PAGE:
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    Posted August 31, 2014 by
    chbruce
    Location
    San Diego, California

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    A Verbal Agreement is a Contract Too; But a Written Agreement is Still Better

     
    Tara Burd San Diego contract litigation attorney says “There is a common misconception that a contract is only valid if it is in writing. This is often untrue. While it is preferable to have a written contract, the law acknowledges that individuals do not always put their agreements to paper.”

    How does someone prove an agreement exists if the agreement was made verbally?
    The short answer is: other writings and partial performance. With the advent of text messages and emails, people often send messages that form a bigger picture when put into context. After an in-person meeting, one party may text the other: "So glad we reached an agreement this afternoon!" This type of messages supports the existence of an agreement, which is sometimes in dispute.

    Partial performance exists when a person actually does something that would usually only be done in exchange for something else – usually payment. If a painter paints a home, it can be reasonably inferred that the homeowner promised to pay something in return. Without a written agreement, the painter may not be paid exactly what was promised, but at least he can recoup the fair value of his efforts.

    Ms. Burd also stated, "A client can enforce their verbal agreement, but the case is usually much easier when the contract is written. Ideally, an attorney can get to the client before a dispute arises and can reduce that verbal agreement to writing as soon as possible. Terms can be inserted to help the parties avoid court if a disagreement arises."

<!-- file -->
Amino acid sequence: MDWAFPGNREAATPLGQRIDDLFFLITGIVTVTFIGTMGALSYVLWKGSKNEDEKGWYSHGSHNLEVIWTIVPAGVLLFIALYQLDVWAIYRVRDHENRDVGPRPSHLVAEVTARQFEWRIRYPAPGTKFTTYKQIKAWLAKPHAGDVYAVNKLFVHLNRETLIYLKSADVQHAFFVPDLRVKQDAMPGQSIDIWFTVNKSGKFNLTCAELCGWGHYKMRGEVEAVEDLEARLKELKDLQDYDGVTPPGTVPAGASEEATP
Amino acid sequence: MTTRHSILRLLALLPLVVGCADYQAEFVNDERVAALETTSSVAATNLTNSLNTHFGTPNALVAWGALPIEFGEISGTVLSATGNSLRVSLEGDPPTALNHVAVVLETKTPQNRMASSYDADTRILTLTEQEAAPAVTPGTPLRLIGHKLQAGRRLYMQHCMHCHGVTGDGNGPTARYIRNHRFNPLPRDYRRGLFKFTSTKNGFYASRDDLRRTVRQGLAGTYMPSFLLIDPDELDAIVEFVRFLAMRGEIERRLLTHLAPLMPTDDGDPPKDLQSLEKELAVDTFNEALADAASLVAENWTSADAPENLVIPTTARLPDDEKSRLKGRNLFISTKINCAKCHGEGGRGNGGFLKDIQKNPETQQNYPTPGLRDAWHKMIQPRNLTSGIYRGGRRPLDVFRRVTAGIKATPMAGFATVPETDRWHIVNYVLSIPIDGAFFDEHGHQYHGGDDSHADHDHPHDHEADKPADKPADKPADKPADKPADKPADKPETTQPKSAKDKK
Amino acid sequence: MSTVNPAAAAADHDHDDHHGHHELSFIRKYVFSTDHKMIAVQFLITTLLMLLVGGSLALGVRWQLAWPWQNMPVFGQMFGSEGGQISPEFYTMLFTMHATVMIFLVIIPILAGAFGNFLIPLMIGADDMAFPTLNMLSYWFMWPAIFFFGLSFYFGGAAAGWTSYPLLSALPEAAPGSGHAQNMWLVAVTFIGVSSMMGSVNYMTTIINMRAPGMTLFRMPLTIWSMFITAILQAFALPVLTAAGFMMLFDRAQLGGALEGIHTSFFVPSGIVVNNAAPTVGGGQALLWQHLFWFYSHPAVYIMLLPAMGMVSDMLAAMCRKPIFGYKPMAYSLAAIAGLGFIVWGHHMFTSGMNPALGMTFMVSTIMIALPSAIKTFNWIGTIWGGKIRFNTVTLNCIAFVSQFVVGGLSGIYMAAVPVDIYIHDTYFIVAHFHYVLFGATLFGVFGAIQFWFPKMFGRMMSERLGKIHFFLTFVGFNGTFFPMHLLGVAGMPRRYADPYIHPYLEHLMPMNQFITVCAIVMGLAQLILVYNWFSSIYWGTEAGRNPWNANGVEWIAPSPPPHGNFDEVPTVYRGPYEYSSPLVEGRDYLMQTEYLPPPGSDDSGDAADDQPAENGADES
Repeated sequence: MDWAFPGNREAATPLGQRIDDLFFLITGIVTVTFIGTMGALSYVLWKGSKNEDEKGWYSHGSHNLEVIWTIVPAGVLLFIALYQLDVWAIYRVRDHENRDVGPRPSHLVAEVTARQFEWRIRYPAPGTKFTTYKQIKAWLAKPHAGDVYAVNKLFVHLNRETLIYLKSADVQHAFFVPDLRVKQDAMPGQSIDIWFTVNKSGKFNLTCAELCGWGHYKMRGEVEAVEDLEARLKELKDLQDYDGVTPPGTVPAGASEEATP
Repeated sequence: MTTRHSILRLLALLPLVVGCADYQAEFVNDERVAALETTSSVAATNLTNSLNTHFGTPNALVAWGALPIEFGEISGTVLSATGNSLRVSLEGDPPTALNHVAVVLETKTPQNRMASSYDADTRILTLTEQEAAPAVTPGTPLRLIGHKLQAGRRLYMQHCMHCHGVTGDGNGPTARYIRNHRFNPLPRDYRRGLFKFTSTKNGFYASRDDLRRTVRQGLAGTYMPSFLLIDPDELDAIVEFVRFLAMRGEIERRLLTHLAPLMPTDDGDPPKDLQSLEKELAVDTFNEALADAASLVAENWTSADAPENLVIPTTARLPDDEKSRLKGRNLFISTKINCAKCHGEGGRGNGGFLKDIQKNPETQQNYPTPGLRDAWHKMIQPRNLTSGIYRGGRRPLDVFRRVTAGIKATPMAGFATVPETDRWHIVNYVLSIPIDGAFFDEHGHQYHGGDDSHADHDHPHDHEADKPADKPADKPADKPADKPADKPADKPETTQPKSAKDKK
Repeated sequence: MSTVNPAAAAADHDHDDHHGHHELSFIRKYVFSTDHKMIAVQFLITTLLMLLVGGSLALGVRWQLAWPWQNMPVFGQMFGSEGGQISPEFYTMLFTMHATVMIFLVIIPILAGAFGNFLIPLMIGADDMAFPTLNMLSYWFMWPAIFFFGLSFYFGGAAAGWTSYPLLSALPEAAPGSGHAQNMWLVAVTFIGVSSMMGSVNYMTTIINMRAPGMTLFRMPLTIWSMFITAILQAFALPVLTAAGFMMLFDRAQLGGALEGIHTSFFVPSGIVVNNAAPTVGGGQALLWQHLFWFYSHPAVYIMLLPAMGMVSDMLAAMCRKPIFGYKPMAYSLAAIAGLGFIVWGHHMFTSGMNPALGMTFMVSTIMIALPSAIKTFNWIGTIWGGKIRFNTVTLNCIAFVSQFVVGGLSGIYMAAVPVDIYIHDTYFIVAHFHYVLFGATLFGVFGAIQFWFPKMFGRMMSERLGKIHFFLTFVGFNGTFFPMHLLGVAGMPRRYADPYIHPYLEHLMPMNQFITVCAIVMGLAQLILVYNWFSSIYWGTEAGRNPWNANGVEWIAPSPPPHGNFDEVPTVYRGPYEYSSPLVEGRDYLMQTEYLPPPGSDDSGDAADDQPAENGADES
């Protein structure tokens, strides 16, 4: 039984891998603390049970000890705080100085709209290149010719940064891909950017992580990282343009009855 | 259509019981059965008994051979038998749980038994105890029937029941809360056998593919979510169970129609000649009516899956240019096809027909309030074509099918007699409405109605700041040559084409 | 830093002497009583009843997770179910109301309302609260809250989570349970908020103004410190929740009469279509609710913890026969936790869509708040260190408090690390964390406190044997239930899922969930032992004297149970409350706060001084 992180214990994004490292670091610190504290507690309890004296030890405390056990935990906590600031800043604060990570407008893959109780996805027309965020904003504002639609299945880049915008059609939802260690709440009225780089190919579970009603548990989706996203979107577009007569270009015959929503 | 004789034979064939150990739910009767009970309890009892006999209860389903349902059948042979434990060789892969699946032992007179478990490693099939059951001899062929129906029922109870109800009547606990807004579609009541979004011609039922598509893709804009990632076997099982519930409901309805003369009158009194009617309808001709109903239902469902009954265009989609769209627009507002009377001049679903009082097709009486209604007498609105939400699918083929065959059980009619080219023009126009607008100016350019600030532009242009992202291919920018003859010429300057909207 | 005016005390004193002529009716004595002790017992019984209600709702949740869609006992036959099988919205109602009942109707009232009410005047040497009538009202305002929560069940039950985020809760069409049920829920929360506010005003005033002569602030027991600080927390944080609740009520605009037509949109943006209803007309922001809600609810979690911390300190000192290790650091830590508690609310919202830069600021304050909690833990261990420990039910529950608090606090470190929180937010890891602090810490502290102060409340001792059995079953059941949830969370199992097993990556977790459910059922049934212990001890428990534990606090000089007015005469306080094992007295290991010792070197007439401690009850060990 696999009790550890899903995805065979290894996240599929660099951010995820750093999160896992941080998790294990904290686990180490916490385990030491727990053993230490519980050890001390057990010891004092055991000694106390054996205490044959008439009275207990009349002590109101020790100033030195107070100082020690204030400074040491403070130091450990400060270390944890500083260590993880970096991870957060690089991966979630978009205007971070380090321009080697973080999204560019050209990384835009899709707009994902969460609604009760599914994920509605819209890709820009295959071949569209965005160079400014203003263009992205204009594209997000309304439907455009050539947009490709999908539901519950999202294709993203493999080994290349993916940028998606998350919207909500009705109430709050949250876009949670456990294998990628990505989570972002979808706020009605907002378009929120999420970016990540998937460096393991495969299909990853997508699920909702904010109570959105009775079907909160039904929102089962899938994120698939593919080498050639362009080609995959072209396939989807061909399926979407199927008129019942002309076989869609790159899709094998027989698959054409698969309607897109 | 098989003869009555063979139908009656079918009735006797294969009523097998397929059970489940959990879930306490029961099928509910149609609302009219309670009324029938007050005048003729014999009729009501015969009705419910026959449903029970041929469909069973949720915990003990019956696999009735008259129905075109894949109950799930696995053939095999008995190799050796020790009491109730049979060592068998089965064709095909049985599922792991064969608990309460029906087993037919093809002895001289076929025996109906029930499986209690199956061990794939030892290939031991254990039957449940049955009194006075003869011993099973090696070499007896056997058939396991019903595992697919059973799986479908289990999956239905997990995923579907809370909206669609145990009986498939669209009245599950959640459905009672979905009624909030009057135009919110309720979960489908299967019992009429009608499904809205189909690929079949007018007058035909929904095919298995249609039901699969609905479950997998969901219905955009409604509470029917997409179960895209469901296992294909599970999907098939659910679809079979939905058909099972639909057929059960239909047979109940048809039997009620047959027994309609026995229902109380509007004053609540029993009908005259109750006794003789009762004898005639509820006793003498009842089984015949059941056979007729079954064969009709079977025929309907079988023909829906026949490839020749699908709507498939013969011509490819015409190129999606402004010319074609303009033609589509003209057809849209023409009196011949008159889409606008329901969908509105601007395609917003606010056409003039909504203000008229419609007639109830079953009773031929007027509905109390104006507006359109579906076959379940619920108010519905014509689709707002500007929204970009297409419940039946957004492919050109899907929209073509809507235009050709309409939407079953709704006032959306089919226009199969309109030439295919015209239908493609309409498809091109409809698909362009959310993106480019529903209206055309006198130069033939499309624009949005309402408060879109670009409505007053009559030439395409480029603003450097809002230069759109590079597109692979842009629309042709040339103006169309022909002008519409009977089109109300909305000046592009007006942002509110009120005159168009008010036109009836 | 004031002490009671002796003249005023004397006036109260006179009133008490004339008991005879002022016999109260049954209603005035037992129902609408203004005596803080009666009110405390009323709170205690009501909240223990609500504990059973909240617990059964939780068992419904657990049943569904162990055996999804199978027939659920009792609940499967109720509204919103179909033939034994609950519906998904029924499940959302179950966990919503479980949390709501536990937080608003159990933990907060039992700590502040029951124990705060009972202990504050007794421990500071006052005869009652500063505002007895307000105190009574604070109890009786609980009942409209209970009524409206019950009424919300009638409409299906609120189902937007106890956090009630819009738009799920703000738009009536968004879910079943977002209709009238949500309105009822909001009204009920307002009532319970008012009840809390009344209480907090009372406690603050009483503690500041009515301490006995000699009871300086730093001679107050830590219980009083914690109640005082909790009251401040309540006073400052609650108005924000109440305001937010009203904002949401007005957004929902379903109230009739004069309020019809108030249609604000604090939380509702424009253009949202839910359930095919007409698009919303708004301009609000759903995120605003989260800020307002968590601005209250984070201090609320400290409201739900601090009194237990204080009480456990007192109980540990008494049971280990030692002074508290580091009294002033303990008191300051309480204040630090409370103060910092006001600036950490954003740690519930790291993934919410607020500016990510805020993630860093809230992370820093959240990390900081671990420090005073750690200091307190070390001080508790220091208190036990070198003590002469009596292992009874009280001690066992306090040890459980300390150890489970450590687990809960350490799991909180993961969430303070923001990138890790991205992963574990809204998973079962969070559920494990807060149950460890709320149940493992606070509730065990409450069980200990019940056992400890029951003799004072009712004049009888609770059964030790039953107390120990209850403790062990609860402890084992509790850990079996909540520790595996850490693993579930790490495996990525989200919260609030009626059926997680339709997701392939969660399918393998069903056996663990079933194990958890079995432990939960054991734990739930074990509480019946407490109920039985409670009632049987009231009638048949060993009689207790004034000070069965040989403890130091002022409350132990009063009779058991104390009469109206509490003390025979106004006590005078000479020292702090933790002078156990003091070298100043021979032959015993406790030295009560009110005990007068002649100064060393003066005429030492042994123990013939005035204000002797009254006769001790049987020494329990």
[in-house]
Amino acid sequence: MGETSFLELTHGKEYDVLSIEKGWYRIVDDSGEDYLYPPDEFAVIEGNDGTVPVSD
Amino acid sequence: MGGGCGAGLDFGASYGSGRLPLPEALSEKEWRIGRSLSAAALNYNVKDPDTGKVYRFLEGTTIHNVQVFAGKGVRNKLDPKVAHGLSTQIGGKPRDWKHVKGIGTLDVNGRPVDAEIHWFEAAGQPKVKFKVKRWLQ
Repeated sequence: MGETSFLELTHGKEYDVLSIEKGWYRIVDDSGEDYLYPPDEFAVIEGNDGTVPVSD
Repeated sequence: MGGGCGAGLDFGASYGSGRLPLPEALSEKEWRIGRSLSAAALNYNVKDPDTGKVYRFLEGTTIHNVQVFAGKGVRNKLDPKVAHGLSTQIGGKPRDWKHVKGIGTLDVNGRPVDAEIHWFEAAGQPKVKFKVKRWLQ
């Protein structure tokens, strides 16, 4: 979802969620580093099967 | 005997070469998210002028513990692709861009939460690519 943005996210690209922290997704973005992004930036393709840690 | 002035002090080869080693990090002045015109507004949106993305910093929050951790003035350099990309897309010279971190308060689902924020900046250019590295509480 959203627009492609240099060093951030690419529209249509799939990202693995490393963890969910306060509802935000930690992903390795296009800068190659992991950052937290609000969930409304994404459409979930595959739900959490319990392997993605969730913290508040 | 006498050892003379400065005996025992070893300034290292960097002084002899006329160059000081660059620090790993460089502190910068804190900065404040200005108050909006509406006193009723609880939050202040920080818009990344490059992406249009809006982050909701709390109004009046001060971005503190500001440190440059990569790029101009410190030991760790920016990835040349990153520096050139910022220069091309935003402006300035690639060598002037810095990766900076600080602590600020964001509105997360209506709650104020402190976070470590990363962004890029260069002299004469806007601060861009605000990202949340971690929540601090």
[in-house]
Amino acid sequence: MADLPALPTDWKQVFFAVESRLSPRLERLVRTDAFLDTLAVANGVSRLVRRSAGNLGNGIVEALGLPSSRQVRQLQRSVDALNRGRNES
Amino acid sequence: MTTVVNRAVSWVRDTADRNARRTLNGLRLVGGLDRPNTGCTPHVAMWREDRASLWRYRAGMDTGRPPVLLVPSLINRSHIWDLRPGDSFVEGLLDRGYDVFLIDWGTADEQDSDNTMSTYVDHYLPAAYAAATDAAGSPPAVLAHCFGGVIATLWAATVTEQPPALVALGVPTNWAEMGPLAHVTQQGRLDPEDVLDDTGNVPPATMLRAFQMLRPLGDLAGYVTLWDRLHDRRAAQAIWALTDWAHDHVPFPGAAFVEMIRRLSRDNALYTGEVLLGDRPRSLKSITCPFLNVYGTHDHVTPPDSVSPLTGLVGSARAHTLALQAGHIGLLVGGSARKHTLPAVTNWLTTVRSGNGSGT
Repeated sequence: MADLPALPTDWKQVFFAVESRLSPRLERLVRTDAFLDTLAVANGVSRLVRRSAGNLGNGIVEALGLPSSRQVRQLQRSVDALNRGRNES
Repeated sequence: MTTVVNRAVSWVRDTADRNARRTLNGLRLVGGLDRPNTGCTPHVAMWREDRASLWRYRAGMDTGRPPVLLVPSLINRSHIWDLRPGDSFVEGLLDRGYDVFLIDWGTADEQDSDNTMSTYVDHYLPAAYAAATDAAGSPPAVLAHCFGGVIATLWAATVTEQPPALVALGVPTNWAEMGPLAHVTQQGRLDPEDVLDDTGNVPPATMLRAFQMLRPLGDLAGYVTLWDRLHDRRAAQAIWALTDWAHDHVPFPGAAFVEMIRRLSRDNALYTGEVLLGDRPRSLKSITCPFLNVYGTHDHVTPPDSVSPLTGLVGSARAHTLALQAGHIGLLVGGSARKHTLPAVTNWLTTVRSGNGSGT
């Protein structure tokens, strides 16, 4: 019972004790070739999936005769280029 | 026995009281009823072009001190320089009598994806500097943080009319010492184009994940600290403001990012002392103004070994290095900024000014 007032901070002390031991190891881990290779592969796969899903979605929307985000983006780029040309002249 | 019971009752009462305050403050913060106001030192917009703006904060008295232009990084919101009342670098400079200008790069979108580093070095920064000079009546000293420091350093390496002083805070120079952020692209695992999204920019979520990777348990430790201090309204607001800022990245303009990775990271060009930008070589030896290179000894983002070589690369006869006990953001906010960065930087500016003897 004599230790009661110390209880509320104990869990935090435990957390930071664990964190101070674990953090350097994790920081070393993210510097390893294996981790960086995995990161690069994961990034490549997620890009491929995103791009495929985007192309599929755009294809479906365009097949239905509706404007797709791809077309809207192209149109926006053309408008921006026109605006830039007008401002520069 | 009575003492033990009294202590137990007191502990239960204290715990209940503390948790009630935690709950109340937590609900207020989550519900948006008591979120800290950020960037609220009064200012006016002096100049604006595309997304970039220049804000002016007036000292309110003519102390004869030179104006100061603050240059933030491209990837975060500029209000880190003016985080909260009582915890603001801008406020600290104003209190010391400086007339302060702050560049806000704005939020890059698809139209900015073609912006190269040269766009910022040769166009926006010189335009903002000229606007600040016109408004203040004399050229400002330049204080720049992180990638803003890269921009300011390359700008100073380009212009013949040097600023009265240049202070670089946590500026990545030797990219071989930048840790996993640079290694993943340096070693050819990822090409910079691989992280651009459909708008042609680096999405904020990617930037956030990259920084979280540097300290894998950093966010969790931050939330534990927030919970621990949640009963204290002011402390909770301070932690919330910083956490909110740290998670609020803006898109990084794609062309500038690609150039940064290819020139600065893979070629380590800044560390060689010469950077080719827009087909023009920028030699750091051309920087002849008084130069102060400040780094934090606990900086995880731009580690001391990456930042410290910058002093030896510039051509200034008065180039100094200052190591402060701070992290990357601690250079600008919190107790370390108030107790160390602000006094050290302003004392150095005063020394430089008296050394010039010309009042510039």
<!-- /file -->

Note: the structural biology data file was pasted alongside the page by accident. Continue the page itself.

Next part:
Here are some reasons why written contracts are better:
    •Clarity. Verbal agreements are generally vague and ambiguous. Individuals often define terms differently. Most importantly, people frequently forget or misremember the details.
    •Evidence. A contract is a person's best evidence of what both parties actually promised to do or not do. Even when all parties are acting in good faith, sometimes people remember wrong. Having the ability to refer to terms in writing can save all parties in time and resources by avoiding unnecessary arguments.
    •Statute of limitations. If someone breaks a written promise to another, they have four years from the date of the broken promise to bring a lawsuit. In contrast, one only has two years to bring an action on a broken verbal agreement.

    Finally, it is important to remember that sometimes an agreement is required to be in writing. Common example are: an agreement for performance when the performance is to take place after one year; for the sale of a property or a lease exceeding one year; an agreement not to be performed within the lifetime of the promisor; and a loan exceeding $100,000.00. These exemptions make sense because they involve large quantities of money and significant assets.

    While it is important to know that verbal agreements are enforceable, it is even more important to understand the benefits, and sometimes necessity, of putting an agreement in writing.

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